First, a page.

When it comes to building muscle, the long-standing dogma has been that, among the most important things nutritionally, one wants to consume protein in close proximity to exercise. Some argue in favor of eating protein before a workout, so as to prevent catabolism (muscle breakdown) from taking place at all. Dr. Don Layman, Professor of Food Science and Human Nutrition at the University of Illinois and expert on dietary protein, does not believe this to be the case. While he acknowledges ongoing debate in the literature on this topic, he states that his research has shown exercise to be clearly catabolic no matter what, if someone is fed or fasted. Thus, the time to build is after activity, not before. This goes with the old adage of promptly getting a post-workout protein shake, so as not to miss your “anabolic window,” or period of time in which your muscle is rebuilding following the stimulus of the workout. For that reason, I will usually follow my workouts up with protein consumption if it’s not too disruptive for me. Layman’s work has demonstrated a roughly two-hour post-workout window where one sees the biggest anabolic (building up) effect from eating protein for untrained individuals. In regularly training individuals, though, getting protein immediately in this window does not seem to produce much of a difference in muscle mass or strength, provided sufficient protein intake throughout the day. As we have previously mentioned, this optimal protein intake for muscle growth seems to involve spreading out protein doses of roughly 20-60 g each across the day, for a total of about 1 g per pound of body weight.


Finishing on the timing relationship between eating and exercise, you might recall the impact of low-intensity cardiovascular exercise on blood sugar control. Low-to-moderate intensity cardiovascular exercise is an excellent stimulator of something called insulin-independent glucose uptake. This is when, as the name suggests, sugar from the bloodstream gets taken into cells without the use of the hormone insulin, which performs the same action. When we eat, those nutrients get absorbed into our bloodstream from our gut, and we get a postprandial (after-meal) spike in blood sugar. Low-intensity exercise after the meal can therefore help blunt this peak of blood sugar, thereby lessening vascular damage that can be caused by frequent bouts of high blood sugar. So, in a way, the old adage of taking a walk after you eat to stay healthy seems quite valid.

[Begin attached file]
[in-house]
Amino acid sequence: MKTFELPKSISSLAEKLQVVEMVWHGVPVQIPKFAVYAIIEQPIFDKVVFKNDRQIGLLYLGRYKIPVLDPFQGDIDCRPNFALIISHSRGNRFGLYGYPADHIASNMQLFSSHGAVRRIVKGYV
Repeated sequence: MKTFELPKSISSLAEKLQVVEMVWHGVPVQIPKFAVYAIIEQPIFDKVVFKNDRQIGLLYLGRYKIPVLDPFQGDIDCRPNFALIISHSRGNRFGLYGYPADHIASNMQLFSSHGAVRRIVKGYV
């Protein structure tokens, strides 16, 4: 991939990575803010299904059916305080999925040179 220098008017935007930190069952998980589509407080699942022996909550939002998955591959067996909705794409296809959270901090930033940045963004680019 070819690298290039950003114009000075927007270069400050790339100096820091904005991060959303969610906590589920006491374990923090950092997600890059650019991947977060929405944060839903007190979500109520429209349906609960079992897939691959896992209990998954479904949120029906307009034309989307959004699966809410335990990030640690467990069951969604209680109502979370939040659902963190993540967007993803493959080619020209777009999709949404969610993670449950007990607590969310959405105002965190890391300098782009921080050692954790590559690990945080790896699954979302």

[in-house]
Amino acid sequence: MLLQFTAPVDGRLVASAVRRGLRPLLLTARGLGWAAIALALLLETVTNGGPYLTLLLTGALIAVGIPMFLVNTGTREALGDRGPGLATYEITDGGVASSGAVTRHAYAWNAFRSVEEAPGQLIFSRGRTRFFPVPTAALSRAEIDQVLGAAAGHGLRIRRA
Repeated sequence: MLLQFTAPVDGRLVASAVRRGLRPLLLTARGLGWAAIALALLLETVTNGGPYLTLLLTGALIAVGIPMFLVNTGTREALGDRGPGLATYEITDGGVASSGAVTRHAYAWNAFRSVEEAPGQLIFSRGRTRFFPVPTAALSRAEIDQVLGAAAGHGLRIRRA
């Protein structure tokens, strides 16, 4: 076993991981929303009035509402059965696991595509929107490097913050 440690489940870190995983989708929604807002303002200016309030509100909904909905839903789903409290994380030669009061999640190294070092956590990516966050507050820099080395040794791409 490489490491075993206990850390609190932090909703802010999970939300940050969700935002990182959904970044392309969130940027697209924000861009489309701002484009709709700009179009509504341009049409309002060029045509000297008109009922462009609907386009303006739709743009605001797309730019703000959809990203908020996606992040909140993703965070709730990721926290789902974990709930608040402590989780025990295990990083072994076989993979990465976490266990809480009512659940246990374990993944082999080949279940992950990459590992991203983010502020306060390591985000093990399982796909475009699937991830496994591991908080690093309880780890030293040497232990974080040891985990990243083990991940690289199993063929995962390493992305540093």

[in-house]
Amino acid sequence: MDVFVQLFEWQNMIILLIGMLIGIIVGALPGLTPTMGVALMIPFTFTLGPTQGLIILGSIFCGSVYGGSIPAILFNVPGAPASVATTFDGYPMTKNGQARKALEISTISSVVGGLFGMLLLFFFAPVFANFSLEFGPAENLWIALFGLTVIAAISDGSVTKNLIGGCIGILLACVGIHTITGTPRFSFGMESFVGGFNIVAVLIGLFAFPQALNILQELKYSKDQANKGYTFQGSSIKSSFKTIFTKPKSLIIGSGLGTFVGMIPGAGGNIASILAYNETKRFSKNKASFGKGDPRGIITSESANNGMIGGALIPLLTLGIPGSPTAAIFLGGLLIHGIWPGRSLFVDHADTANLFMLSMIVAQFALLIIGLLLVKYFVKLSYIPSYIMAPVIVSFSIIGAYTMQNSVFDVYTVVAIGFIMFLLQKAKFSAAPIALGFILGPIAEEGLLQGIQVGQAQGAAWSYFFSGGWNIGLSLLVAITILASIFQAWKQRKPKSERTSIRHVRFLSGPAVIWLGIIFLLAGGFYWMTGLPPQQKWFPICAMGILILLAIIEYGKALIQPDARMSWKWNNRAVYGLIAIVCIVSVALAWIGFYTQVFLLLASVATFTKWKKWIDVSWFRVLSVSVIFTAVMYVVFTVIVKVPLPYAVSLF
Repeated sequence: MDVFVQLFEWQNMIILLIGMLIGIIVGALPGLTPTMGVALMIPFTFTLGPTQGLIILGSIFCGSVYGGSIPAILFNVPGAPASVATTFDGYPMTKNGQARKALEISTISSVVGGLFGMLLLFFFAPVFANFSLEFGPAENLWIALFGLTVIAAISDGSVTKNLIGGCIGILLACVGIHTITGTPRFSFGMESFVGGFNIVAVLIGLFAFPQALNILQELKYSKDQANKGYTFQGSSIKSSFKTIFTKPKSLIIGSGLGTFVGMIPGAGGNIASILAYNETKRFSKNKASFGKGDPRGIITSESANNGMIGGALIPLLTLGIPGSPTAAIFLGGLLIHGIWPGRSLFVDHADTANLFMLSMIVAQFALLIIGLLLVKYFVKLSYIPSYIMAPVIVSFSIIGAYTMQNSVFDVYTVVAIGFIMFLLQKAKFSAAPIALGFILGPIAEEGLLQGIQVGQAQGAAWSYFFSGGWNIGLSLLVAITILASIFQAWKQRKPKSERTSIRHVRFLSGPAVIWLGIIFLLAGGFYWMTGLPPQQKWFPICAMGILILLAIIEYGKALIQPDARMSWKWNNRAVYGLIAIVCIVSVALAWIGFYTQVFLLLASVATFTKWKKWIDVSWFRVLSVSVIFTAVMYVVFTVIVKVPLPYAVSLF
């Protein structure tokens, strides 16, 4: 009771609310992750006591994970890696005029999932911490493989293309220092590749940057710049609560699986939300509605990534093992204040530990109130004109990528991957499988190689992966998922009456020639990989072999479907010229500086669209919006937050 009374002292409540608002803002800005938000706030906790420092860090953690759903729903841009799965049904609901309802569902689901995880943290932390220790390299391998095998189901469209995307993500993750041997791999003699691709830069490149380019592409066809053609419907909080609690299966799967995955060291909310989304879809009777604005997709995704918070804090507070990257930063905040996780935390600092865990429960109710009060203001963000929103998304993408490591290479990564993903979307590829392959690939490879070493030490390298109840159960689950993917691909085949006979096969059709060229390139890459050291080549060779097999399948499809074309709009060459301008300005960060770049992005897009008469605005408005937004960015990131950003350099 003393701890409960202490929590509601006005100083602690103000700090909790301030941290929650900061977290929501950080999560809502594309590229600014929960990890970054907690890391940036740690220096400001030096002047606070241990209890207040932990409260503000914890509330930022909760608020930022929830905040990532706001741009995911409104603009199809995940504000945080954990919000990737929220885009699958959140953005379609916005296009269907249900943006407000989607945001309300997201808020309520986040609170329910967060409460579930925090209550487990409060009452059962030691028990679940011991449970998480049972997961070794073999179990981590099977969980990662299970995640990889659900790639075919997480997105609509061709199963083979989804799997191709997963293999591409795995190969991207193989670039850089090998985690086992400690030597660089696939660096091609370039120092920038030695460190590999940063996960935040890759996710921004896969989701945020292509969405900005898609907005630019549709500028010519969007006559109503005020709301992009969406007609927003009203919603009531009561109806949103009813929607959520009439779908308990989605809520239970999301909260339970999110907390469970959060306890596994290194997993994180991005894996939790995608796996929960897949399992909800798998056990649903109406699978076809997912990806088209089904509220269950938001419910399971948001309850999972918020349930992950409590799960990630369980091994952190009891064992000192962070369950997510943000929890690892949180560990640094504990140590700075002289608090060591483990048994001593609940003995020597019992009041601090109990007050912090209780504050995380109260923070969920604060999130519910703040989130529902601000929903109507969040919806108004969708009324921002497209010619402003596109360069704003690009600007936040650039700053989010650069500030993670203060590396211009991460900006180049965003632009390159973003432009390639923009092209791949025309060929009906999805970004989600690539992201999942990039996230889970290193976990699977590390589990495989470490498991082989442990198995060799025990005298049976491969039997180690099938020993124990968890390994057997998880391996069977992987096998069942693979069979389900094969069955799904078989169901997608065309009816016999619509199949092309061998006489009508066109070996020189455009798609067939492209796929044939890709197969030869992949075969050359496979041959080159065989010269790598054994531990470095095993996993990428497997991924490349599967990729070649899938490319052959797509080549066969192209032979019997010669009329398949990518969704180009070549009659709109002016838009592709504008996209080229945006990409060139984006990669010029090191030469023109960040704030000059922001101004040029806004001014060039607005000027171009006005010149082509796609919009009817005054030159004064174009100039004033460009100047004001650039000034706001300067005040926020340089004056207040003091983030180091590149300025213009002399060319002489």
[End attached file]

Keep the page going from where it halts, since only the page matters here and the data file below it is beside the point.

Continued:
Finally, when we eat can have a major impact on our body’s internal clock, or circadian rhythm. This cycle we keep ourselves on does a lot more than just maintain states of sleep and wake, but regulates hormone release, alters levels of energy and arousal, and plays critical roles in preserving homeostasis. As we have touched on before, it is ideal for sleep purposes to avoid eating in close proximity to bedtime, largely due to the thermogenesis (heat production) of food, when we want to lower our core body temperature to fall asleep. Dr. Satchin Panda, Professor at the Salk Institute in San Diego and expert in circadian biology, relates that this same concept may apply more generally to circadian rhythm, that it may be optimal for circadian regulation to shift one’s calories earlier in the day. Thinking solely in terms of temperature, this more or less makes sense, as we generally want to warm up at the start of the day to promote wakefulness and arousal, and cool down as we approach bedtime to drift into sleep. It seems intuitive that you would then want your thermogenesis from food as early in the day as possible. Fascinatingly, there are also observations that shifting caloric intake earlier in the day promotes better blood glucose control as well. There are many hypotheses as to why this may be, or why we may be more insulin-sensitive earlier in the day. One such theory is actually that melatonin, our sleep-promoting hormone, actually interferes with appropriate insulin secretion in response to an increase in blood sugar. This is one reason why late-night eating can be particularly harmful in producing massive, poorly-regulated spikes in blood sugar. Much of this circadian data requires further study, although I must say circadian biology is one of the fields of preventive health that intrigues me most these days, as I think it is a powerful force to harness for our lifestyle optimization.